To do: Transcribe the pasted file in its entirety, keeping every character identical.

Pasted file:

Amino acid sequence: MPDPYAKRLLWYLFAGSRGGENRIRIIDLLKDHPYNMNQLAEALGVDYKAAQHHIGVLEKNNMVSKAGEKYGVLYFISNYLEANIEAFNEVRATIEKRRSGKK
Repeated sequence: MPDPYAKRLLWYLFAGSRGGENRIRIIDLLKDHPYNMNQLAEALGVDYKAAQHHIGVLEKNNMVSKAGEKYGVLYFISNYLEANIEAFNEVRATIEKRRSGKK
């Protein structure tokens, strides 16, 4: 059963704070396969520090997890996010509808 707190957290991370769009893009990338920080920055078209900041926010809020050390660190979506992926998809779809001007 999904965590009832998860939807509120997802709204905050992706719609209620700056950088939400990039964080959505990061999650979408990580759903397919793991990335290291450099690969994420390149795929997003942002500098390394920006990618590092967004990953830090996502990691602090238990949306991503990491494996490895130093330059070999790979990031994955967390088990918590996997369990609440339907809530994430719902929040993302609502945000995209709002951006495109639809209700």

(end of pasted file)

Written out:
Amino acid sequence: MPDPYAKRLLWYLFAGSRGGENRIRIIDLLKDHPYNMNQLAEALGVDYKAAQHHIGVLEKNNMVSKAGEKYGVLYFISNYLEANIEAFNEVRATIEKRRSGKK
Repeated sequence: MPDPYAKRLLWYLFAGSRGGENRIRIIDLLKDHPYNMNQLAEALGVDYKAAQHHIGVLEKNNMVSKAGEKYGVLYFISNYLEANIEAFNEVRATIEKRRSGKK
């Protein structure tokens, strides 16, 4: 059963704070396969520090997890996010509808 707190957290991370769009893009990338920080920055078209900041926010809020050390660190979506992926998809779809001007 999904965590009832998860939807509120997802709204905050992706719609209620700056950088939400990039964080959505990061999650979408990580759903397919793991990335290291450099690969994420390149795929997003942002500098390394920006990618590092967004990953830090996502990691602090238990949306991503990491494996490895130093330059070999790979990031994955967390088990918590996997369990609440339907809530994430719902929040993302609502945000995209709002951006495109639809209700």